Friends World Committee for Consultation - Europe & Middle East Section

Panel Presentation: Witness in our Lives



The first four talks were presented by participants in a panel, and are printed here in the order they were given. The presenters were asked to speak on their own experiences in relation to the theme of the FWCC Triennial:

“Being faithful witnesses: serving God in a changing world.”

Emma Espinoza de Vichez spoke in Spanish. The text provided here was translated (and interpreted) by Vicki Hain Poorman of Philadelphia Yearly Meeting. The English equivalents of the biblical passages Emma quoted are from the New International Version.

The two messages were given during times of worship at the Triennial. Tom and Liz Gates spoke on 18 January, and Benson Simiyu on 23 January.

The four panel presentations, and the message from Tom and Liz Gates, are published separately as two pamphlets by Wider Quaker Fellowship, FWCC Section of the Americas (see back page). Vicki Hain Poorman edited the English text of these five items. The text of Benson Simiyu’s message was edited by Annis Bleeke.

Ute Caspers is a seeker, mother, grandmother, friend, neighbour and peaceworker. She is a member of German YM, and serves as FWCC observer at the Central Committee of the World Council of Churches, and as “Visiting Friend” for the Europe and Middle East Section of FWCC.

It is an enormous honour – and a challenge and responsibility – to be asked by the World Office if I would give a testimony on the Triennial theme. I did not ask them “why me?” I am challenged by the thought that I shall have to ask myself seriously—and more or less publicly – am I, indeed, a faithful witness, serving God in a changing world?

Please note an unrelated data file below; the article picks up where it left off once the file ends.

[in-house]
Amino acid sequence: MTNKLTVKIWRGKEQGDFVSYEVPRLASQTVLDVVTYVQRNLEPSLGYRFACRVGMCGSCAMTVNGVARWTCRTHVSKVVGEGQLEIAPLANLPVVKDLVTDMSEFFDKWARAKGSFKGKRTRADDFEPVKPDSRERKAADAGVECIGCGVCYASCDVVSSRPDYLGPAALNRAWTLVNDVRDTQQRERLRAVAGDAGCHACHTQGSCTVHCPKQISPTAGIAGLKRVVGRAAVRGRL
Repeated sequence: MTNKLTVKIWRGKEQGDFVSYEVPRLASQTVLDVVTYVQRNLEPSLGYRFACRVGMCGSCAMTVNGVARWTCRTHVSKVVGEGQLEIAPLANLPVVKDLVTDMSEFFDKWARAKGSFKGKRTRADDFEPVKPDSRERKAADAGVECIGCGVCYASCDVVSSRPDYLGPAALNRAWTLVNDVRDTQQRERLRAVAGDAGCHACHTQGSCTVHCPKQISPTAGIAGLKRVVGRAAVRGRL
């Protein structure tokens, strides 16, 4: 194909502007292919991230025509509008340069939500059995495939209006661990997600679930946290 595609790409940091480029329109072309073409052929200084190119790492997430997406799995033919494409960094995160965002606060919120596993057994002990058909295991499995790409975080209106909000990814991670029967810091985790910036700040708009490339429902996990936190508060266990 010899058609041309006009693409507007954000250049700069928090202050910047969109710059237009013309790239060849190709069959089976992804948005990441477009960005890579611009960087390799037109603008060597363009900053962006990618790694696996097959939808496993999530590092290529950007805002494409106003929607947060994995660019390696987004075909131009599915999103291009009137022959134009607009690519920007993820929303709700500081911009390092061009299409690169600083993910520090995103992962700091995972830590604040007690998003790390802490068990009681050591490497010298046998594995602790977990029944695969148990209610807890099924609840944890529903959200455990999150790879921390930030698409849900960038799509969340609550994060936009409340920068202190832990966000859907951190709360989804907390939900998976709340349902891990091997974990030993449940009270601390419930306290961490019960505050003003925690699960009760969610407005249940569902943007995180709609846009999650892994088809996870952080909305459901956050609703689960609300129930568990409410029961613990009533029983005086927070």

Where I live, in Europe, people – even Friends – like to define everything, even God. People use their heads a lot, sometimes to the detriment of our hearts and faith. The most intriguing definition of God I ever heard was “God is the Big ‘And Yet’”.

I would like to talk to you about two encounters I had witnessing this big ‘And Yet’. One has to do with faith; the other one with being a witness.

And the changing world? Unfortunately, in the field of conflict and war the world has not changed too much in the past 3,000 years. Weapons technology has changed, which kills more people more easily; and propaganda technology has changed, which makes it harder even for people who care to resist.

The Gulf crisis 13 years ago was, to me, the first time that a war started out on the TV screen. For several months we were bombarded with news about Saddam Hussein’s atrocities in Kuwait – some of which later proved to be outright lies, invented for the purpose of making military action look like the only option to stop this. US troops were sent out, ultimatums were set, and there was talk about war in a cold, business-like manner. That constantly hurt me. As I myself, like millions of others, had lost my family and home in WWII, I could feel the future pain of the Iraqi people, saw the future orphans and broken families. This pain was almost unbearable. In a world like this, I felt, there was no longer room for me and I was seriously feeling suicidal.

And Yet – one day, in the middle of my housework routine, I heard a voice talk to me: “And Yet you can live. People will be needed to mend what has been broken”. What an experience. I was filled with awe. My depression was gone and soon I had the energy to give up my work as a language teacher and equip myself for active conflict and peace work. In my frame of mind, I was not consciously following a calling, but in hindsight I can see there must have been a fair amount of faith that enabled me to take this step.